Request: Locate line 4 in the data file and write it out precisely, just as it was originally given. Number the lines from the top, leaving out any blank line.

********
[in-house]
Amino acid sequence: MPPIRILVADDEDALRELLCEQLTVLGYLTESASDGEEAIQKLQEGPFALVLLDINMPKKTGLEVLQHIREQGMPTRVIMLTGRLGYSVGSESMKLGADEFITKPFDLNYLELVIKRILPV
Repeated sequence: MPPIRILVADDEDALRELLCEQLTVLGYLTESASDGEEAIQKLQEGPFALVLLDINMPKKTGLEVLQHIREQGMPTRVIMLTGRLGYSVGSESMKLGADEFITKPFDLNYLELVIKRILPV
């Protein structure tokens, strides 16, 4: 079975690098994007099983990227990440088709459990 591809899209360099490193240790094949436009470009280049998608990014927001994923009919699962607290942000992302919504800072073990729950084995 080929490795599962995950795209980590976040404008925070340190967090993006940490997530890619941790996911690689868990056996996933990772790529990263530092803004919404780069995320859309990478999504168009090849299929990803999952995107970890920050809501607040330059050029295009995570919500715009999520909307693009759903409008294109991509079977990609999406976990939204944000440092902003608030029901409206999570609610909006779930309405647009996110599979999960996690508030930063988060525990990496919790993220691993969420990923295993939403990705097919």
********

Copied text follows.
């Protein structure tokens, strides 16, 4: 079975690098994007099983990227990440088709459990 591809899209360099490193240790094949436009470009280049998608990014927001994923009919699962607290942000992302919504800072073990729950084995 080929490795599962995950795209980590976040404008925070340190967090993006940490997530890619941790996911690689868990056996996933990772790529990263530092803004919404780069995320859309990478999504168009090849299929990803999952995107970890920050809501607040330059050029295009995570919500715009999520909307693009759903409008294109991509079977990609999406976990939204944000440092902003608030029901409206999570609610909006779930309405647009996110599979999960996690508030930063988060525990990496919790993220691993969420990923295993939403990705097919």